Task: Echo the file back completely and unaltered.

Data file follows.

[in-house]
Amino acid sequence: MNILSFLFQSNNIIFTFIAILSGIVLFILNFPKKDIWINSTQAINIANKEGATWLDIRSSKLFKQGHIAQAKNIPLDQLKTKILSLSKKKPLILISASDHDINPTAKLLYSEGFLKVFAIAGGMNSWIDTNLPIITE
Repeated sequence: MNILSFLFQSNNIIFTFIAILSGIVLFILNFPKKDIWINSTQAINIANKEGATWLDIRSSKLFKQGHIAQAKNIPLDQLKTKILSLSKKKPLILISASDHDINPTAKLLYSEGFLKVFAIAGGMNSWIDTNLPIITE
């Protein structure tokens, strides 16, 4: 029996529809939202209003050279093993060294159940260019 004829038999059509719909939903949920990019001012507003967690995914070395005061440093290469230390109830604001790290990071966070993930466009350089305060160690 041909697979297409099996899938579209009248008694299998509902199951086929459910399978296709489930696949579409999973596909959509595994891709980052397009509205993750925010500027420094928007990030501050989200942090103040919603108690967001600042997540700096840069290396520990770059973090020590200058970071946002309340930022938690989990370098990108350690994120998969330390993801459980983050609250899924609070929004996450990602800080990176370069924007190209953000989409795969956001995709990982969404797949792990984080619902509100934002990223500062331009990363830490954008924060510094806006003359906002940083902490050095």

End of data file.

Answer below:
[in-house]
Amino acid sequence: MNILSFLFQSNNIIFTFIAILSGIVLFILNFPKKDIWINSTQAINIANKEGATWLDIRSSKLFKQGHIAQAKNIPLDQLKTKILSLSKKKPLILISASDHDINPTAKLLYSEGFLKVFAIAGGMNSWIDTNLPIITE
Repeated sequence: MNILSFLFQSNNIIFTFIAILSGIVLFILNFPKKDIWINSTQAINIANKEGATWLDIRSSKLFKQGHIAQAKNIPLDQLKTKILSLSKKKPLILISASDHDINPTAKLLYSEGFLKVFAIAGGMNSWIDTNLPIITE
């Protein structure tokens, strides 16, 4: 029996529809939202209003050279093993060294159940260019 004829038999059509719909939903949920990019001012507003967690995914070395005061440093290469230390109830604001790290990071966070993930466009350089305060160690 041909697979297409099996899938579209009248008694299998509902199951086929459910399978296709489930696949579409999973596909959509595994891709980052397009509205993750925010500027420094928007990030501050989200942090103040919603108690967001600042997540700096840069290396520990770059973090020590200058970071946002309340930022938690989990370098990108350690994120998969330390993801459980983050609250899924609070929004996450990602800080990176370069924007190209953000989409795969956001995709990982969404797949792990984080619902509100934002990223500062331009990363830490954008924060510094806006003359906002940083902490050095």